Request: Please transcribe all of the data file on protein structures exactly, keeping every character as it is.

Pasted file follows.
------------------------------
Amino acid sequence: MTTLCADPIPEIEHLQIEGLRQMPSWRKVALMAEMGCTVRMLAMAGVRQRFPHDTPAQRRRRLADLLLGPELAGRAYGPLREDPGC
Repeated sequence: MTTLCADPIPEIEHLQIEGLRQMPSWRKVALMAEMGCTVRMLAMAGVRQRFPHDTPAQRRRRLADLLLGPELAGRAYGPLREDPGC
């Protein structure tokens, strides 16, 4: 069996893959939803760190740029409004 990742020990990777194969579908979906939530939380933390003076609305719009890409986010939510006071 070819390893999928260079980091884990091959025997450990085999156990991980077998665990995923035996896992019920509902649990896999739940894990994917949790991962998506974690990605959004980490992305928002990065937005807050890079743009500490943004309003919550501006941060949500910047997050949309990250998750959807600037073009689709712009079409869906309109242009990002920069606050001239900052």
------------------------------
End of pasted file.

Amino acid sequence: MTTLCADPIPEIEHLQIEGLRQMPSWRKVALMAEMGCTVRMLAMAGVRQRFPHDTPAQRRRRLADLLLGPELAGRAYGPLREDPGC
Repeated sequence: MTTLCADPIPEIEHLQIEGLRQMPSWRKVALMAEMGCTVRMLAMAGVRQRFPHDTPAQRRRRLADLLLGPELAGRAYGPLREDPGC
């Protein structure tokens, strides 16, 4: 069996893959939803760190740029409004 990742020990990777194969579908979906939530939380933390003076609305719009890409986010939510006071 070819390893999928260079980091884990091959025997450990085999156990991980077998665990995923035996896992019920509902649990896999739940894990994917949790991962998506974690990605959004980490992305928002990065937005807050890079743009500490943004309003919550501006941060949500910047997050949309990250998750959807600037073009689709712009079409869906309109242009990002920069606050001239900052």